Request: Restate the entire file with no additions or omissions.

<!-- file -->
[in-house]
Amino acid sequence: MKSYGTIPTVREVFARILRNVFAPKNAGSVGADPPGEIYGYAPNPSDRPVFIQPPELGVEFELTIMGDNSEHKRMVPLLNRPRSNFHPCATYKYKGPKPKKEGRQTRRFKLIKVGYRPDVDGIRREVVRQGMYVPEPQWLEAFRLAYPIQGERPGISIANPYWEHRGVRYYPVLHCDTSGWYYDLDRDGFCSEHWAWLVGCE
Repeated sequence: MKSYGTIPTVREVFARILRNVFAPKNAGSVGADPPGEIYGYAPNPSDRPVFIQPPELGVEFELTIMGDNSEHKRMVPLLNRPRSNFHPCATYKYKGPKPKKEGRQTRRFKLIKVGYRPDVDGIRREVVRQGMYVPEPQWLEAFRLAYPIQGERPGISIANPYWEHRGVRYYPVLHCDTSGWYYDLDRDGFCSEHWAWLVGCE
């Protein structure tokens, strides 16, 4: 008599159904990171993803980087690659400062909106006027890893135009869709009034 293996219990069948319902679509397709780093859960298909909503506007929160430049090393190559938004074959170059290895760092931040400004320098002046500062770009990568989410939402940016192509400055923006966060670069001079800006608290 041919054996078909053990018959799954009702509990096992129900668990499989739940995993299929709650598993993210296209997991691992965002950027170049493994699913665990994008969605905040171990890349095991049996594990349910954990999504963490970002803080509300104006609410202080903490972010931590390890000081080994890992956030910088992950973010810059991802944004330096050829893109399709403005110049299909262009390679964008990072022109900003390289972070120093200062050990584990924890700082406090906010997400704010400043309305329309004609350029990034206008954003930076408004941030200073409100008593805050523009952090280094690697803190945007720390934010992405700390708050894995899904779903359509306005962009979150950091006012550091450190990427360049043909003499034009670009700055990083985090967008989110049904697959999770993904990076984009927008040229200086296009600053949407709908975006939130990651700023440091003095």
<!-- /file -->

[in-house]
Amino acid sequence: MKSYGTIPTVREVFARILRNVFAPKNAGSVGADPPGEIYGYAPNPSDRPVFIQPPELGVEFELTIMGDNSEHKRMVPLLNRPRSNFHPCATYKYKGPKPKKEGRQTRRFKLIKVGYRPDVDGIRREVVRQGMYVPEPQWLEAFRLAYPIQGERPGISIANPYWEHRGVRYYPVLHCDTSGWYYDLDRDGFCSEHWAWLVGCE
Repeated sequence: MKSYGTIPTVREVFARILRNVFAPKNAGSVGADPPGEIYGYAPNPSDRPVFIQPPELGVEFELTIMGDNSEHKRMVPLLNRPRSNFHPCATYKYKGPKPKKEGRQTRRFKLIKVGYRPDVDGIRREVVRQGMYVPEPQWLEAFRLAYPIQGERPGISIANPYWEHRGVRYYPVLHCDTSGWYYDLDRDGFCSEHWAWLVGCE
């Protein structure tokens, strides 16, 4: 008599159904990171993803980087690659400062909106006027890893135009869709009034 293996219990069948319902679509397709780093859960298909909503506007929160430049090393190559938004074959170059290895760092931040400004320098002046500062770009990568989410939402940016192509400055923006966060670069001079800006608290 041919054996078909053990018959799954009702509990096992129900668990499989739940995993299929709650598993993210296209997991691992965002950027170049493994699913665990994008969605905040171990890349095991049996594990349910954990999504963490970002803080509300104006609410202080903490972010931590390890000081080994890992956030910088992950973010810059991802944004330096050829893109399709403005110049299909262009390679964008990072022109900003390289972070120093200062050990584990924890700082406090906010997400704010400043309305329309004609350029990034206008954003930076408004941030200073409100008593805050523009952090280094690697803190945007720390934010992405700390708050894995899904779903359509306005962009979150950091006012550091450190990427360049043909003499034009670009700055990083985090967008989110049904697959999770993904990076984009927008040229200086296009600053949407709908975006939130990651700023440091003095």